ClinGen Dosage Sensitivity Curation Page

FANCB

Curation Status: Complete

Gene Information

Location Information

Evidence for Loss Phenotypes

Evidence for loss of function phenotype
PubMed ID Description
15502827 Meetei et al. (2004) detected a 3,314-bp deletion (annotated as 10693del3314) within the FANCB gene that included the promoter region and exon 1, upstream of the translation start site. FANCB cDNA could not be amplified by RT-PCR. Long-range sequencing of genomic DNA was performed to confirm the deletion. The phenotype of the male proband (EUFA178) was reported as Fanconi anemia of complementation group B with growth retardation, skin pigment abnormalities, head abnormalities, radial ray/thumb abnormalities, hypogonadism and thrombocytopenia/anemia. The mother and sister of the proband were carriers; both were shown to have completely skewed X-inactivation of the variant allele. In addition, two males with frameshift variants in FANCB (annotated 1650delT in EUFA1082 and 811insT in EUFA1386) were also identified. All individuals had clinical symptoms of Fanconi anemia (growth retardation, radial ray/thumb abnormalities, hypogonadism and thrombocytopenia/anemia) and a positive chromosomal breakage test.
29232005 Watanabe et al (2017) detected by WES and MLPA an exon 3 deletion in FANBC in a male infant with VACTERL-H association (hydrocephalus, tetralogy of Fallot, absence of pulmonary valve, tracheoesophageal fistula, esophageal atresia, bilateral radial aplasia, left renal dysplasia, duodenal atresia, imperforate anus and cleft vertebrae). Chromosome breakage studies were not reported. The mother and maternal grandmother were carriers. X-inactivation patterns in female carriers were not reported.
21910217 McCauley et al (2011) detected a deletion of exons 8-10 in FANCB in a male with VACTERL-H and a positive chromosome breakage test. The mother was a carrier with skewed X-inactivation. In addition, two related patients with a canonical splice site variant (c.2165+1G>T), two related patients with a 2 base pair deletion (c.1857_1858del,p.Arg619fs), and one patient with a nonsense variant (c.2150T>G,p.Leu717*) were reported. All cases showed skewed maternal X-inactivation and VACTERL-H phenotypes.
16679491 Holden et al. (2006) found a splice site mutation (annotated as IVS7DS+5G-A) in intron 7 of the FANCB gene in a fetus with Fanconi anemia who presented with the VACTERL-H phenotype. Chromosome breakage testing was positive. Similar phenotypes were present in a stillborn male fetus borne by his maternal grandmother. Sequencing of the mutant cDNA fragment from the affected fetus showed that this mutation caused skipping of exon 7 and a frameshift with a stop codon at position 446. The mother and maternal grandmother were heterozygous for the mutation and showed preferential X-inactivation of the mutant FANCB allele.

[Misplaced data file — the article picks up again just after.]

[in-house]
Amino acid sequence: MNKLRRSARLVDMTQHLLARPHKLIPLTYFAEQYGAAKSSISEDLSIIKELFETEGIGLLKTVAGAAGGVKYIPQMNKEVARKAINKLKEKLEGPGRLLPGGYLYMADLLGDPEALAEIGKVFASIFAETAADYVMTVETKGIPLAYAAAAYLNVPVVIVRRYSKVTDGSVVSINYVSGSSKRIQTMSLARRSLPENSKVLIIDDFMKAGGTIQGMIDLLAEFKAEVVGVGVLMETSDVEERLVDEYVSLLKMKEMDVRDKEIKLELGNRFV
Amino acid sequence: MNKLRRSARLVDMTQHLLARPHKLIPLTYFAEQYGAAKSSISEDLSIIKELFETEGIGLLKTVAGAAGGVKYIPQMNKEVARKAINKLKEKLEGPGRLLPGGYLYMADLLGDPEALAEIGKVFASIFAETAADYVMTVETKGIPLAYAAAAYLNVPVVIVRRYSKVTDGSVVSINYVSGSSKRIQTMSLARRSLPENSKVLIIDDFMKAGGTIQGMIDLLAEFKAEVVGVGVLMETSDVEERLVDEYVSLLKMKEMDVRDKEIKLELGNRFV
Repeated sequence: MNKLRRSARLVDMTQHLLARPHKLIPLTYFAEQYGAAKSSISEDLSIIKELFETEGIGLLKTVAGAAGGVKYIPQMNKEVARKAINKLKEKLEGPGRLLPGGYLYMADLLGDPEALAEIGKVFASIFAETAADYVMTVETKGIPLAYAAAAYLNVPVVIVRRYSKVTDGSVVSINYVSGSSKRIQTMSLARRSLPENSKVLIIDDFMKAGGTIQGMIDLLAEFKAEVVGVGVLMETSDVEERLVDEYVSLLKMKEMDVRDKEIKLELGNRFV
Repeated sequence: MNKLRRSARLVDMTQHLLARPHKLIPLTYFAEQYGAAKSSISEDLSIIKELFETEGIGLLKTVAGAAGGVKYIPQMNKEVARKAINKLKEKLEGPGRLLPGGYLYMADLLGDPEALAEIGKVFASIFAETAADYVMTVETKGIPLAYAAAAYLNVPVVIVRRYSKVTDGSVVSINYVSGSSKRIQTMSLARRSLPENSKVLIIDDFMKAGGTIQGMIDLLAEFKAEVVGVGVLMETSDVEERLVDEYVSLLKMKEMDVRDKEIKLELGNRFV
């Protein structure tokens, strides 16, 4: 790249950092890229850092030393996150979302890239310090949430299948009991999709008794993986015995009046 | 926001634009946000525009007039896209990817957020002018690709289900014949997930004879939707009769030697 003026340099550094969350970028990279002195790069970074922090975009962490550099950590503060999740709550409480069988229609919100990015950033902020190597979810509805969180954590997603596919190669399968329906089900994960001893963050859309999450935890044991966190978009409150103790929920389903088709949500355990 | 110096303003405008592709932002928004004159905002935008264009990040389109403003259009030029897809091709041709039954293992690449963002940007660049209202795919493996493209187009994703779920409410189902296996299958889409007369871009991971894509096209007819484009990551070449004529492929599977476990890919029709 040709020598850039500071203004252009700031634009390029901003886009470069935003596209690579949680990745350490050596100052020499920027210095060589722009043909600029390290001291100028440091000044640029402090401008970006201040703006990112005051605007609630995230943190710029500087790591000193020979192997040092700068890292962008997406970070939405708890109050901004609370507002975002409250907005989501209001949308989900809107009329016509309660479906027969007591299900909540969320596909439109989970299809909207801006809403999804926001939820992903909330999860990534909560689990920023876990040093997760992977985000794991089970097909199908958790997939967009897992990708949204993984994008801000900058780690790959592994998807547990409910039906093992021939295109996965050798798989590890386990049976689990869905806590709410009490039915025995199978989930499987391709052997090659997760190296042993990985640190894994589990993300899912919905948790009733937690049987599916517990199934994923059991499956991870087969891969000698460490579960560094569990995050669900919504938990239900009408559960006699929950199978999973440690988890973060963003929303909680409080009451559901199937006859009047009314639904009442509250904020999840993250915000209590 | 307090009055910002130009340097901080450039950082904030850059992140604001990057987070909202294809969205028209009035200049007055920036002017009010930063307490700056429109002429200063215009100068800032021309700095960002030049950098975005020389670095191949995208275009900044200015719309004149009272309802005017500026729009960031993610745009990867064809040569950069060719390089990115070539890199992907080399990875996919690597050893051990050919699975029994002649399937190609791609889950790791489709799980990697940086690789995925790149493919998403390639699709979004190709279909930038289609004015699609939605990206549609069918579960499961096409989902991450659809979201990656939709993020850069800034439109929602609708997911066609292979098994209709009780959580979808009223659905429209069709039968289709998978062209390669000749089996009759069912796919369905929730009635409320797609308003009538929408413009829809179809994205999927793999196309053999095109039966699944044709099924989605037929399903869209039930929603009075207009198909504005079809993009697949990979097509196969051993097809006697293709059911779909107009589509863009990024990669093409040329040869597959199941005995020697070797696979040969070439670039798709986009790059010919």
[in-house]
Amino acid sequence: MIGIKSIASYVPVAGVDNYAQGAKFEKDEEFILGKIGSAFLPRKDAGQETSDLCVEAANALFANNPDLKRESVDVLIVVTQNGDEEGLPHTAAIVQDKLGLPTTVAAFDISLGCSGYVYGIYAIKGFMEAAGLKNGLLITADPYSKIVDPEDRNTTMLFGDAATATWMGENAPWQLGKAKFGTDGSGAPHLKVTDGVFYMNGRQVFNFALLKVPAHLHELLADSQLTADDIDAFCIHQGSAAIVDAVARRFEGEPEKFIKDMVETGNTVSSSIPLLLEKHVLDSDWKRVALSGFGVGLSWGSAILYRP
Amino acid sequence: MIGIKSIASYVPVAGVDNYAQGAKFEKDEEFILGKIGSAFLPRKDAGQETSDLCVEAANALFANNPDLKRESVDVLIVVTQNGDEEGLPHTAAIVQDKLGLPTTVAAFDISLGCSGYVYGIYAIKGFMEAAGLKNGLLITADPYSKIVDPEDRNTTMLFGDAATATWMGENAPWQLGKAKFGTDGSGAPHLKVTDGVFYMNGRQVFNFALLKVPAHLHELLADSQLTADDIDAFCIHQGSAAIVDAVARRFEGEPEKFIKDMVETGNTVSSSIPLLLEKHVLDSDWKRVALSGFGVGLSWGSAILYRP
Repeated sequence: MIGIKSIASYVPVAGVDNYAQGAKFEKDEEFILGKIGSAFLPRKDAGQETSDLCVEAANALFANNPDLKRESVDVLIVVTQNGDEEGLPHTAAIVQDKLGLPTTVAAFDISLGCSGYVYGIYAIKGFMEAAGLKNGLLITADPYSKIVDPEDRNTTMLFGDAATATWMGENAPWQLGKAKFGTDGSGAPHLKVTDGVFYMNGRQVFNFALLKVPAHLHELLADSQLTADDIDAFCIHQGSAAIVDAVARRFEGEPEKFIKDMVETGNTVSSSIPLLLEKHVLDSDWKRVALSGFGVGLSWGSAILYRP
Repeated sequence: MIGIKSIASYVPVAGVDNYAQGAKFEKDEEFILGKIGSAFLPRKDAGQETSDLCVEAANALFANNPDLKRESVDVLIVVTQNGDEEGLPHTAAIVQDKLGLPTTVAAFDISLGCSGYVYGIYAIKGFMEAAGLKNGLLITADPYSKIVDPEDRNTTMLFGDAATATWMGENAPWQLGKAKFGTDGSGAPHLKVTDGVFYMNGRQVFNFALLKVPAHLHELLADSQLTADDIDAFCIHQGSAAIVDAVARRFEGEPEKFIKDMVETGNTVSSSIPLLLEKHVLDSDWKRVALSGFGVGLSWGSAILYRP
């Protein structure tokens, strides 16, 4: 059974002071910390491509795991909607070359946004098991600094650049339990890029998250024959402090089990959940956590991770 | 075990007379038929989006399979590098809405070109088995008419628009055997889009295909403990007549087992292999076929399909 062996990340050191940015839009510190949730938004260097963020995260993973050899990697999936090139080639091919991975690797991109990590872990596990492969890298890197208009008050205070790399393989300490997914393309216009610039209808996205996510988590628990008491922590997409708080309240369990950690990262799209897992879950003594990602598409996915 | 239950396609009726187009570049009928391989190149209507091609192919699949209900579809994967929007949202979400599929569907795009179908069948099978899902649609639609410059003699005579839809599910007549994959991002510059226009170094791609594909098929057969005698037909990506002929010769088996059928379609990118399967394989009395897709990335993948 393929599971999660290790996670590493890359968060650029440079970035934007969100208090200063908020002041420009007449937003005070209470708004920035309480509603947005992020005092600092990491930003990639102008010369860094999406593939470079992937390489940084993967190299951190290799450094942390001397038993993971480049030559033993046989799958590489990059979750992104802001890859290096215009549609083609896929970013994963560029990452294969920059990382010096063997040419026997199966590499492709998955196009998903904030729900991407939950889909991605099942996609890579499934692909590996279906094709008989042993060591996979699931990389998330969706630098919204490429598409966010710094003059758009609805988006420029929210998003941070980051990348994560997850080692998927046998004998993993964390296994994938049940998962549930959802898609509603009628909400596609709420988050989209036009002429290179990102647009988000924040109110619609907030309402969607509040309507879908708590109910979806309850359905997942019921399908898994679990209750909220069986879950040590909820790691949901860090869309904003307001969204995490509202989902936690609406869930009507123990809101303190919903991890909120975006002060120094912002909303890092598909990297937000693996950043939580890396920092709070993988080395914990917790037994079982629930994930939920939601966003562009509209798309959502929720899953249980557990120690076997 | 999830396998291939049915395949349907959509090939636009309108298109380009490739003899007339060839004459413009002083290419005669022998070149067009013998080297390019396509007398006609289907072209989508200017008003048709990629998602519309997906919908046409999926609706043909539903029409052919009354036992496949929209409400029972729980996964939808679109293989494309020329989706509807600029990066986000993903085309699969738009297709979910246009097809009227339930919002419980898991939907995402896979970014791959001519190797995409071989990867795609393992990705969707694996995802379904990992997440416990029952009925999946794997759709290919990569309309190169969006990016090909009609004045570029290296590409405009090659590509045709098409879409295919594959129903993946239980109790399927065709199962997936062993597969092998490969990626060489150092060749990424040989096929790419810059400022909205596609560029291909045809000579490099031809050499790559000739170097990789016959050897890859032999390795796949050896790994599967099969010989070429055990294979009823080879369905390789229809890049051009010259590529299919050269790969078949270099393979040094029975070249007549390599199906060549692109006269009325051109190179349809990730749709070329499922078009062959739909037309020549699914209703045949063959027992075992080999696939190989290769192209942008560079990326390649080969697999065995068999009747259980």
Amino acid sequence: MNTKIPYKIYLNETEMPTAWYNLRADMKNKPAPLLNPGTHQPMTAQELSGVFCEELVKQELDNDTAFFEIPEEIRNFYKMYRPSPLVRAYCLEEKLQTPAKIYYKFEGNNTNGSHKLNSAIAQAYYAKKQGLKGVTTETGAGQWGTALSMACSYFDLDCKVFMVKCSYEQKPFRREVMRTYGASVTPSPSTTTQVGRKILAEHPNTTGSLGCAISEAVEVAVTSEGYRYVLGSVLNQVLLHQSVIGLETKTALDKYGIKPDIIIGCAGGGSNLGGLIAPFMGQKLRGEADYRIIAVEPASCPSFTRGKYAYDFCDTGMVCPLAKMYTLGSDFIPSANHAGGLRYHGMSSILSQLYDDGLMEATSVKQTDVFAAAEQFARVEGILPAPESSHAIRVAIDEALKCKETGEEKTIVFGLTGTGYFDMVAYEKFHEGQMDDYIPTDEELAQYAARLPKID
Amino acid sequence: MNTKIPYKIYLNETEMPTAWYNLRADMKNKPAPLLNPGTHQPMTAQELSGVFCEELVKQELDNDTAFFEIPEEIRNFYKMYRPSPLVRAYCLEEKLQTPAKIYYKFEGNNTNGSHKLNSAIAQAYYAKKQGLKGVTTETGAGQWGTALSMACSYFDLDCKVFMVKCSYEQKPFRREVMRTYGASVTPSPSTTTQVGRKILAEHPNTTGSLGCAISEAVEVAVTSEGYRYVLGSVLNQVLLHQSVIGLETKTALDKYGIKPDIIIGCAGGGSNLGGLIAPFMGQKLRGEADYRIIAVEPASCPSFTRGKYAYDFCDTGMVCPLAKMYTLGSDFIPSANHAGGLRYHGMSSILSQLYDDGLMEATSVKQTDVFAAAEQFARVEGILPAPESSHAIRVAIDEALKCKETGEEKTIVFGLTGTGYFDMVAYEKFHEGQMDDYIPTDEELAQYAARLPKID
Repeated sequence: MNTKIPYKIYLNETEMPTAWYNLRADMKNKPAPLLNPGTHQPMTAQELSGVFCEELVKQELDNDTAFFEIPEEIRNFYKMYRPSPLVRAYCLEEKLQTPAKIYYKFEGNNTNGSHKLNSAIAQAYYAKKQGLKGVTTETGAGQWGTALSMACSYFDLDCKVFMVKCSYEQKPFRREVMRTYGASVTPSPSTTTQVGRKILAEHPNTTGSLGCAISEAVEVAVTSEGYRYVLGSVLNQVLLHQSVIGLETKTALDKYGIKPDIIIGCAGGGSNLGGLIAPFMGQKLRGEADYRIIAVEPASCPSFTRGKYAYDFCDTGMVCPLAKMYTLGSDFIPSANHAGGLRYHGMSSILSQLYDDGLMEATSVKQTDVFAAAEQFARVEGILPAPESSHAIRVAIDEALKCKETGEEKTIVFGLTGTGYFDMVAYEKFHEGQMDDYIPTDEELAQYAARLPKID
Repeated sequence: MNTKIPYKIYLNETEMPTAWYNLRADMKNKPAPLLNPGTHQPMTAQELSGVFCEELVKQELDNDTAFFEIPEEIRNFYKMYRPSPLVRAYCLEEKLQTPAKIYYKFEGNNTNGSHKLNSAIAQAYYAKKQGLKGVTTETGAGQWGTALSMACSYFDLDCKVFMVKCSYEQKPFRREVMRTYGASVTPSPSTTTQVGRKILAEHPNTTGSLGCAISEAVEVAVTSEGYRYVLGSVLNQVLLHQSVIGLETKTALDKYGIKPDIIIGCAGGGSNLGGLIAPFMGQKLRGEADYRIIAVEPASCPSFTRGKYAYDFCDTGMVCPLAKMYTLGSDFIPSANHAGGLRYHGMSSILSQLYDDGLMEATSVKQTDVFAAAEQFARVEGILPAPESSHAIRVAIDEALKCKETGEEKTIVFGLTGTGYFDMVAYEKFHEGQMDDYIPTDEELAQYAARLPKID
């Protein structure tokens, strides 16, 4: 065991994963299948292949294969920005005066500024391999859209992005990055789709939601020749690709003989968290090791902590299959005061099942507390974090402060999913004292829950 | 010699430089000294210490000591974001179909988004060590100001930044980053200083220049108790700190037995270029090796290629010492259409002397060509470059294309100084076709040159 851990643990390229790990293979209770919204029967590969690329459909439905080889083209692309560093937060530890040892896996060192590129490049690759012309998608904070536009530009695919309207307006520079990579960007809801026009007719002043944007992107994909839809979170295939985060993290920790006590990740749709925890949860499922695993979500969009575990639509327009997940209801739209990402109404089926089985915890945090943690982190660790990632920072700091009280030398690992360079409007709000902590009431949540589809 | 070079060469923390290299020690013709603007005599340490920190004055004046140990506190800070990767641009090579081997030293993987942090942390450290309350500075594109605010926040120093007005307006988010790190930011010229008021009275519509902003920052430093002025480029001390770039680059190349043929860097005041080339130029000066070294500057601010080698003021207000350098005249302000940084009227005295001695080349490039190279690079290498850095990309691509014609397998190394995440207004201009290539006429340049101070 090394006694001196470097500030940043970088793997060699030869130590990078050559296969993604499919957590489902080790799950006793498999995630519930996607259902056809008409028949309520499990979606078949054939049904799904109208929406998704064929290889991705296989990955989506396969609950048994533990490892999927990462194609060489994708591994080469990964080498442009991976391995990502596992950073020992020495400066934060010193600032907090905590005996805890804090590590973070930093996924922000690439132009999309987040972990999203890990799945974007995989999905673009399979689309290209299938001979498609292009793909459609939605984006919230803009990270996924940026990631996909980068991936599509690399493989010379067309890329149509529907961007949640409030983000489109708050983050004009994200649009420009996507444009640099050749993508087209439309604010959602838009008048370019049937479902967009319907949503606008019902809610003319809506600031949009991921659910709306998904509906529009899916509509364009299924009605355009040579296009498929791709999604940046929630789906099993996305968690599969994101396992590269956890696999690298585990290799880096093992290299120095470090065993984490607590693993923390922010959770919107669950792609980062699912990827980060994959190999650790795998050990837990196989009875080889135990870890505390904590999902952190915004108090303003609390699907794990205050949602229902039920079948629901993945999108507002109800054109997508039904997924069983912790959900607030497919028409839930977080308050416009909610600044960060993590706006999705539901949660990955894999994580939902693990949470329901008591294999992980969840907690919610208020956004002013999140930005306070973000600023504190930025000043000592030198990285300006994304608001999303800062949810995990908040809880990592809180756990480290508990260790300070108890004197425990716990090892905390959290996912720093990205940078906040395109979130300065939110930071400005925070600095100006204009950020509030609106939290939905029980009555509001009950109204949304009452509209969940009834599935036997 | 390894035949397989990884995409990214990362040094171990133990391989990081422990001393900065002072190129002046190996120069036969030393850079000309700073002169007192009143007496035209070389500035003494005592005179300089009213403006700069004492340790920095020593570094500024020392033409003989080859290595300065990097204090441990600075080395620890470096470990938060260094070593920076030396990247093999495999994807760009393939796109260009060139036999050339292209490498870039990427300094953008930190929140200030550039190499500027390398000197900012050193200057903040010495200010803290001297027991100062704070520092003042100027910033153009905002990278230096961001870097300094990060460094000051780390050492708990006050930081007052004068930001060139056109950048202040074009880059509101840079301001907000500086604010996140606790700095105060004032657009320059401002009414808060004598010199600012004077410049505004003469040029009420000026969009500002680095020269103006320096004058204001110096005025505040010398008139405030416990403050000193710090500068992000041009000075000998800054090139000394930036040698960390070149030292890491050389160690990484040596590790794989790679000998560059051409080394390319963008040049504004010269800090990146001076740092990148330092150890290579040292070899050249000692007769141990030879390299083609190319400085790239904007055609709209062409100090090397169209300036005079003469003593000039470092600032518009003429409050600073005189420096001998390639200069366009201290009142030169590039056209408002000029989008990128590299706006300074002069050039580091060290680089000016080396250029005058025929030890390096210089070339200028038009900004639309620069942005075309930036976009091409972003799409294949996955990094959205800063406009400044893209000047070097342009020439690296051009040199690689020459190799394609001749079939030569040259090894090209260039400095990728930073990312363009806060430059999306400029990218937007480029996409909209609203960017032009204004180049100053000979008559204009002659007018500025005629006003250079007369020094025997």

Jung et al (2019) summarize 21 individuals from the International Fanconi Anemia Registry (IFAR) with FANCB variants, including 3 large deletions, 2 splicing defects, 4 nonsense, 1 duplication, 5 indel and 6 missense variants. The origin of the variants was inherited in 12, de novo in 4 and unknown in 5. Multiple congenital anomalies were present in all, with three or more characteristics of VACTERL-H present in 13 of 15 (87%) individuals with truncating variants, and in 2 of 6 (33%) individuals with missense variants. Functional studies revealed genotype-phenotype correlations linked to the extent of residual FANCD2 monoubiquitination in biochemical or cell-based assays.

The loss-of-function and triplosensitivity ratings for genes on the X chromosome are made in the context of a male genome to account for the effects of hemizygous duplications or nullizygous deletions. In contrast, disruption of some genes on the X chromosome causes male lethality and the ratings of dosage sensitivity instead take into account the phenotype in female individuals. Factors that may affect the severity of phenotypes associated with X-linked disorders include the presence of variable copies of the X chromosome (i.e. 47,XXY or 45,X) and skewed X-inactivation in females.

Evidence for Triplosenstive Phenotype

The loss-of-function and triplosensitivity ratings for genes on the X chromosome are made in the context of a male genome to account for the effects of hemizygous duplications or nullizygous deletions. In contrast, disruption of some genes on the X chromosome causes male lethality and the ratings of dosage sensitivity instead take into account the phenotype in female individuals. Factors that may affect the severity of phenotypes associated with X-linked disorders include the presence of variable copies of the X chromosome (i.e. 47,XXY or 45,X) and skewed X-inactivation in females.

NOTE:The loss of function score should be used to evaluate deletions, and the triplosensitivity score should be used to evaluated duplications. CNVs encompassing more than one gene must be evaluated in their totality (e.g. overall size, gain vs. loss, presence of other genes, etc). The rating of a single gene within the CNV should not necessarily be the only criteria by which one defines a clinical interpretation. Individual interpretations must take into account the phenotype described for the patient as well as issues of penetrance and expressivity of the disorder. ACMG has published guidelines for the characterization of postnatal CNVs, and these recommendations should be utilized (Genet Med (2011)13: 680-685). Exceptions to these interpretive correlations will occur, and clinical judgment should always be exercised.